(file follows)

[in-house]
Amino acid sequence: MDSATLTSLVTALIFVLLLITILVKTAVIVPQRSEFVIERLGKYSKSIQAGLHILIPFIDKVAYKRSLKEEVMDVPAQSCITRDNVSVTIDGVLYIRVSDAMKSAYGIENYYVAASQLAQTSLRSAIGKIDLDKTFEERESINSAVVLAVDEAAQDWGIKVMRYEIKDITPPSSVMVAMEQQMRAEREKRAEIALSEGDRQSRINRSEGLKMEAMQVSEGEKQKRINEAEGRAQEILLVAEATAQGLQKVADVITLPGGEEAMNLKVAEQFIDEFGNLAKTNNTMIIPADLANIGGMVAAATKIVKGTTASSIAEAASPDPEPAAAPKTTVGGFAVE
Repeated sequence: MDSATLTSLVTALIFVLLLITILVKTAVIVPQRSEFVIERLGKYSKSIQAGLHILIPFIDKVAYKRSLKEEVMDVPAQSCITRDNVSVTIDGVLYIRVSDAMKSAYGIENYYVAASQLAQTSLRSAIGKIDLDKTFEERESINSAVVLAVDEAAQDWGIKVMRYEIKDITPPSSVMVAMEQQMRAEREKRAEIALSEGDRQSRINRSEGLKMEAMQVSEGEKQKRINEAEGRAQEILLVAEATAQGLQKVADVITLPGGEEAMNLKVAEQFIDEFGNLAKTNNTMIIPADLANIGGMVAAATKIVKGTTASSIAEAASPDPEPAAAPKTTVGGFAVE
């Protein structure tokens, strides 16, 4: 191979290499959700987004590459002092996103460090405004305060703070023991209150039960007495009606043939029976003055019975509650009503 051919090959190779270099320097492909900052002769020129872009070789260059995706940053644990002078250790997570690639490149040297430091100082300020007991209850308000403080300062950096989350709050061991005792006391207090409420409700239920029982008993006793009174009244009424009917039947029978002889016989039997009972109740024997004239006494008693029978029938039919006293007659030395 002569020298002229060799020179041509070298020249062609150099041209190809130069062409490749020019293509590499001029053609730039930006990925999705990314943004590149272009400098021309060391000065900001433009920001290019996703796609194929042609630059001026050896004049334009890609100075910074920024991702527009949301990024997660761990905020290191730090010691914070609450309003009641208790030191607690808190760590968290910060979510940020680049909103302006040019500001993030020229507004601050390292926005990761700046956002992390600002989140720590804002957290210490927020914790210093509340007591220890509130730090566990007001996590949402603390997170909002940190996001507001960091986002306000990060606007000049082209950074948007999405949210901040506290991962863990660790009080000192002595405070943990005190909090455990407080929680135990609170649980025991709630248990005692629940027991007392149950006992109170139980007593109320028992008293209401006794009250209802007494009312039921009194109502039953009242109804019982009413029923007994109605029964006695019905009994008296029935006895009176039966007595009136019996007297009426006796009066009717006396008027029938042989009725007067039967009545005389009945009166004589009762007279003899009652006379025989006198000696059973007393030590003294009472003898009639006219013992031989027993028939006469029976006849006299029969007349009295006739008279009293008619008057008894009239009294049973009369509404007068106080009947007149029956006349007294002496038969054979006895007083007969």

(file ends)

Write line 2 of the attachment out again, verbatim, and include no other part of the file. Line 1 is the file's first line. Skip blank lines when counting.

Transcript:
Amino acid sequence: MDSATLTSLVTALIFVLLLITILVKTAVIVPQRSEFVIERLGKYSKSIQAGLHILIPFIDKVAYKRSLKEEVMDVPAQSCITRDNVSVTIDGVLYIRVSDAMKSAYGIENYYVAASQLAQTSLRSAIGKIDLDKTFEERESINSAVVLAVDEAAQDWGIKVMRYEIKDITPPSSVMVAMEQQMRAEREKRAEIALSEGDRQSRINRSEGLKMEAMQVSEGEKQKRINEAEGRAQEILLVAEATAQGLQKVADVITLPGGEEAMNLKVAEQFIDEFGNLAKTNNTMIIPADLANIGGMVAAATKIVKGTTASSIAEAASPDPEPAAAPKTTVGGFAVE